Tennessee’s compliant with the REAL ID Act. If you’re wondering what the REAL ID Act is, it’s a law that sets standards for the issuance of sources of identification, such as driver’s licenses. It establishes a set of minimum security standards for license issuance and production, and it prohibits Federal agencies from accepting for certain purposes driver’s licenses and identification cards from states not meeting the Act’s minimum standards.
The video above does a great job explaining just how important it will be this coming year to have a REAL ID-compliant driver’s license.
Penalties for Driving Without Insurance
When you drive, your car must always be insured. Failing to have insurance will result in serious penalties. If you’re caught driving without insurance in Tennessee, you’ll have to pay a $25 coverage failure fee within 30 days of notice. If you don’t pay, then you’ll incur an additional $100 coverage failure fee with suspension or revocation of your registration, and you’ll have to pay a reinstatement fee of no more than $25.
If you have insurance (and hopefully you do), you must be able to prove it in case you are pulled over. You can prove that you have insurance with the following:
- Your insurance ID card
- Insurance binder
- Policy declaration page
Police officers can enforce these laws with a new verification system that allows them to check whether or not you have insurance in real-time.
If you do not comply with the Tennessee state department’s payment plan for reinstatement or restoration fees, you will receive a notice of intent to suspend your license via regular mail that states that you will lose your license 30 days after receiving this letter.
Teen Driver Laws
Like all states, Tennessee has specific rules about teen drivers. In Tennessee, you must be 15 years old to get your learner’s permit, and you need to have it for a minimum of six months. You also need a minimum of 50 hours of supervised driving, and 10 of these hours must be at night. After all of this, you may get your license at 16. But keep in mind: there are rules for intermediate drivers, too.
When you’re an intermediate driver (being 16 and having just gotten your license), you are not allowed to drive unsupervised from 11 p.m. to 6 a.m., and you can only have one passenger in the car unless the extra passengers are 21 with unrestricted driver’s licenses or your siblings. You can be an unrestricted driver and have as many passengers as you want and drive at night if you’ve had your license for 12 months, or if you’ve turned 18.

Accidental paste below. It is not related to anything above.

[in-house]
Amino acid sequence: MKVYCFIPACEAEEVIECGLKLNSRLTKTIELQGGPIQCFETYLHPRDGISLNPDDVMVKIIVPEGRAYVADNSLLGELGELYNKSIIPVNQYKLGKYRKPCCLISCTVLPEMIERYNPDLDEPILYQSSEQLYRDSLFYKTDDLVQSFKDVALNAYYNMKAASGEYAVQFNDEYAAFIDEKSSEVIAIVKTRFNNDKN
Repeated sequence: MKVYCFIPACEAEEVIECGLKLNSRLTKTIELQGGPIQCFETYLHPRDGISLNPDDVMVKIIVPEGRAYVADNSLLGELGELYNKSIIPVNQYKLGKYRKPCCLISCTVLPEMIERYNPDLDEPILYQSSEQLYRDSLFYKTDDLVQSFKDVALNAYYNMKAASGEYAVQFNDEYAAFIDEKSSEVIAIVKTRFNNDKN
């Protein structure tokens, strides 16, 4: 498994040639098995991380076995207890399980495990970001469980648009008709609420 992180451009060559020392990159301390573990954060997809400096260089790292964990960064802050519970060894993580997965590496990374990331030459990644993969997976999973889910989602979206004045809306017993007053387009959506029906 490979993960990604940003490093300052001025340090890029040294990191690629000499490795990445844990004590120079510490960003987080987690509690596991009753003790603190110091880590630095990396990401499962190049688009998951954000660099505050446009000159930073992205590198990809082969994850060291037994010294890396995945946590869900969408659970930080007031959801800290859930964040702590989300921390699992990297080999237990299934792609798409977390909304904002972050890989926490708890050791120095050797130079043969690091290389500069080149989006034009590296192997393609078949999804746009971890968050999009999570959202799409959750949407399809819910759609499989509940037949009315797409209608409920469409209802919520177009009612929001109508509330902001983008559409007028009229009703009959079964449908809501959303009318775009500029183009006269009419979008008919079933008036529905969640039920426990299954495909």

Older Driver License Renewal Procedures
Older drivers, like younger drivers, have rules to follow as well. If you’re an older resident in Tennessee, you have to renew your license every eight years, which is the same as the general population. There is no vision test required, and you may renew online or through the mail.
When you move to the Volunteer State, you have 30 days to get a Tennessee license. In order to do this, you need to present the following:
- Your current license (or certified copy of a driving record or other acceptable ID).
(The certified copy of your driving record, known as a Motor Vehicle Record (MVR), must be an original (no photocopies) and issued no more than 30 days prior to your Tennessee application date.)
- Proof of name change, such as original certified court order, marriage certificate, or divorce decree.
- Two Proofs of Tennessee Residency with your name and resident address – NO P.O. BOXES (Documents must be current. Must be dated within the last 4 months.)
- Proof of U.S. Citizenship, Lawful Permanent Resident Status, Proof of authorized stay or temporary legal presence in the United States.